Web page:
Children using e-cigarettes like Lorillard's (NYSE: LO ) Blu are twice as likely to try traditional cigarettes made by Lorillard, Reynolds (NYSE: RAI ) , and Altria Group (NYSE: MO ) than those who have never tried an e-cigarette.
According to the Centers for Disease Control, 43.9% of non-smoking youth that have tried e-cigarettes report an intention to smoke a conventional cigarette within the coming year, versus just 21.5% of those that have never tried an e-cigarette.
That's worrisome given that reducing spending on healthcare treatment for tobacco users remains a major focus of policymakers and healthcare payers.
Teen use climbing
The Centers for Disease Control conducts its National Youth Tobacco survey of middle and high school students in a bid to gauge tobacco's appeal to teens and handicap future tobacco use.
According to the CDC study, more than 250,000 children smoked e-cigarettes last year, up from 79,000 in 2011. The increase in e-cigarette vaping and the growing number of teens interested in smoking conventional cigarettes suggests that e-cigarettes, which were initially launched as devices to help curb smoking, may actually lead to more, rather than less, tobacco use.
Rising teen use of e-cigarettes reflects the market's general embrace of vapor nicotine devices. Over the past few years, sales of e-cigarettes have soared from hundreds of millions of dollars to nearly $2 billion, and analysts estimate that sales of e-cigarettes may total $10 billion by 2017. Some analysts even predict that e-cigarette sales could someday outpace those of traditional cigarettes.
On the bandwagon
E-cigarettes growth and the corresponding risk to conventional cigarette revenue has caught the attention of major cigarette companies including Lorillard, Reynolds, and Philip Morris, which are moving quickly to control the market.
Lorillard has been the biggest and most aggressive e-cigarette manufacturer. The company acquired Blu, the nation's top-selling brand, with roughly 40% market share, back in 2009 for $135 million and has rolled the Blu brand out nationally in a bid to garner first-to-market sales benefits. As a result, sales of Blu totaled $37 million in the second quarter.
Reynolds and Philip Morris have been a bit more cautious, but have since embraced their own e-cigarette brands in order to take advantage of rising demand and ostensibly build brand loyalty.
In February, Altria announced a $110 million acquisition of Green Smoke, which will complement its MarkTen brand. And Reynold's is rolling out its own Vuse brand in more markets even as it buys Lorillard in a $27 billion deal that will result in Blu being sold to Imperial Tobacco.
Regulations are coming
Nicotine has long been associated with health risk, including a reduction in brain development and function. Nicotine is highly addictive, and evidence shows that despite intentions to quit, three of every four teen smokers end up becoming adult smokers.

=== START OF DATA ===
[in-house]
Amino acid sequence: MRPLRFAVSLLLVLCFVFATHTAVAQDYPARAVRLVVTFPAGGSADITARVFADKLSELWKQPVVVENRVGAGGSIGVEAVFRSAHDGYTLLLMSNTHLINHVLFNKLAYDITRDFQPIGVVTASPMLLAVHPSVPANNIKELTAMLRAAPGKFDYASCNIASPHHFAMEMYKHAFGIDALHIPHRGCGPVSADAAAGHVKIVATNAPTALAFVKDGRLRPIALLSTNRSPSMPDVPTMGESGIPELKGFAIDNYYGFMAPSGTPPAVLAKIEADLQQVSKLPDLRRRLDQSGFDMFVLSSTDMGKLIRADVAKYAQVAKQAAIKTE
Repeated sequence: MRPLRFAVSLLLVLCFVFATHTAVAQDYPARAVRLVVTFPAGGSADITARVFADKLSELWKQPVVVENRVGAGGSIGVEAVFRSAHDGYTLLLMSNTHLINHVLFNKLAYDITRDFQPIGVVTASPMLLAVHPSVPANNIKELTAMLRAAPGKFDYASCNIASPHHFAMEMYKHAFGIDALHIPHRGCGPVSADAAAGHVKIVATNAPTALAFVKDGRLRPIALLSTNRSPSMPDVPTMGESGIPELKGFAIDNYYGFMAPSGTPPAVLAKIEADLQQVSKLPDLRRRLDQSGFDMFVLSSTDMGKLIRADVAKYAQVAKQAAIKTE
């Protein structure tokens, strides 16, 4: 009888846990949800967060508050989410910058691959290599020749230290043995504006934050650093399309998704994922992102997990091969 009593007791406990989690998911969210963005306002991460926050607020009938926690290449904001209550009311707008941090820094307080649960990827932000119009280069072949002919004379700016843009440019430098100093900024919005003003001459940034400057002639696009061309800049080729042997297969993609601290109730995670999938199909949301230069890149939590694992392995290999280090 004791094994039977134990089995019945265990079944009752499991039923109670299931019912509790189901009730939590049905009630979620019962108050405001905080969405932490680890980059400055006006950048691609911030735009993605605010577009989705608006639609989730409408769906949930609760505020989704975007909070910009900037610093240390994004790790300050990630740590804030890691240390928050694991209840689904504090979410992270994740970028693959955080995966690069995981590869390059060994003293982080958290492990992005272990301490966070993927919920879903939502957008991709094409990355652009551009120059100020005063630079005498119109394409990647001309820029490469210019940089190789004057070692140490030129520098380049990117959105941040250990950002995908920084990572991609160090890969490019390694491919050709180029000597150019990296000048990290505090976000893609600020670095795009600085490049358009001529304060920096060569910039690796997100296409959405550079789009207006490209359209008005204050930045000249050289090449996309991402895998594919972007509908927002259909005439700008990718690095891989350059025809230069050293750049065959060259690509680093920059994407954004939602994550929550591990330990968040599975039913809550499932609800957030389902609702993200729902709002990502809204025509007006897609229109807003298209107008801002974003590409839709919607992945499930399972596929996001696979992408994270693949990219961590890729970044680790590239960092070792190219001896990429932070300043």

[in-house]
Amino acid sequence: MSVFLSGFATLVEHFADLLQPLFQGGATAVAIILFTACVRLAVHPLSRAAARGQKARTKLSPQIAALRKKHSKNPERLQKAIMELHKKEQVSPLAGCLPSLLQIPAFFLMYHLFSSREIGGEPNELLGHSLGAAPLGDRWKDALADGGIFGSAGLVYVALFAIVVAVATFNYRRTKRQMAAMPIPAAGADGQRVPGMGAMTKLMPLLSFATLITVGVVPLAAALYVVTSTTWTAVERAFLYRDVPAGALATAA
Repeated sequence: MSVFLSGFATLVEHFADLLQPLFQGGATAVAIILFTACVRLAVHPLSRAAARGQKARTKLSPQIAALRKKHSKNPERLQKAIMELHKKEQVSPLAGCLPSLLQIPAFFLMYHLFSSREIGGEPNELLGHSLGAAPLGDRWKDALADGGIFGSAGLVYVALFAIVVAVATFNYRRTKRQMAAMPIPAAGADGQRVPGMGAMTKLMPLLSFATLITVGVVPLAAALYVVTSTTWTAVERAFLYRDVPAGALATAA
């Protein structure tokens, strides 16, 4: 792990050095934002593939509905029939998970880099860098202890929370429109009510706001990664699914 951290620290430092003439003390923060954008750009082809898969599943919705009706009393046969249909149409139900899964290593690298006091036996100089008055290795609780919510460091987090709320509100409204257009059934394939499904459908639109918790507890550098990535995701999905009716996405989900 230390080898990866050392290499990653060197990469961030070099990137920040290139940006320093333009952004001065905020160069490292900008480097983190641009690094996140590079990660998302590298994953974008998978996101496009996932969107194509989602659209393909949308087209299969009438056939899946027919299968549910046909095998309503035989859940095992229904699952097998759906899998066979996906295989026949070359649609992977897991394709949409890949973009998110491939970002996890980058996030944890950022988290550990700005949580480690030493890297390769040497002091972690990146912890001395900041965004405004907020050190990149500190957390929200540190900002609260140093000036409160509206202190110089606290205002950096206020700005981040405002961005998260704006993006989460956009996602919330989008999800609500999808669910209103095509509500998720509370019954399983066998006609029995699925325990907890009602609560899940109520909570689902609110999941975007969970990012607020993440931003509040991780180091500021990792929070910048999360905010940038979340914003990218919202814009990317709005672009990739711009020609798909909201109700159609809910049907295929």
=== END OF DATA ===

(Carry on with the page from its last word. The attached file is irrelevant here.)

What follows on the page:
That suggests that government's focus on reducing youth smoking is on target.
In April, the FDA proposed regulations for e-cigarettes, including registration of products and ingredients, halting the distribution of free samples, and minimum age restrictions for sales. While the regulations initially focus on these areas, it's not a stretch to assume that regulations will spread to include advertising and flavors like Java Jolt, too.
The CDC's study found that children that have seen or heard tobacco ads have a higher interest in smoking than those who haven't, and that the more exposed teens are to advertising, the more likely they are to pick up the habit.
Among those exposed to ads, 25.6% of those seeing or hearing at least three to four ads intended to smoke in the coming year, while just 13% of students without exposure reported an interest in smoking.
The cost of care
The Surgeon General's office has been tracking the economic and societal impacts of smoking for 50 years, and efforts to curb tobacco use have been mostly successful.
According to the Surgeon General, smoking kills almost 500,000 Americans every year, and more than 20 million Americans have prematurely died over the past 50 years because of smoking. That number is likely to climb given that more than 16 million Americans are currently living with some form of smoking-related disease.
As a result, treating diseases caused at least in part from smoking costs $132 billion annually; creating a significant headwind for public healthcare programs like Medicare and Medicaid.
Fool-worthy final thoughts
The Surgeon General reports that more than 3,000 American youths smoke their first cigarette every day. That's a troubling statistic given how many young smokers turn into adult smokers.
So far, tobacco companies have had free reign in establishing e-cigarettes in the marketplace, but that freedom appears to be coming to an end. As the industry gets more competitive, consolidation is likely, but that doesn't mean access to e-cigarettes will shrink. If policymakers and healthcare payers hope to prevent e-cigarettes from leading to traditional cigarette smoking, they'll need to increase their scrutiny of the industry in the coming years.
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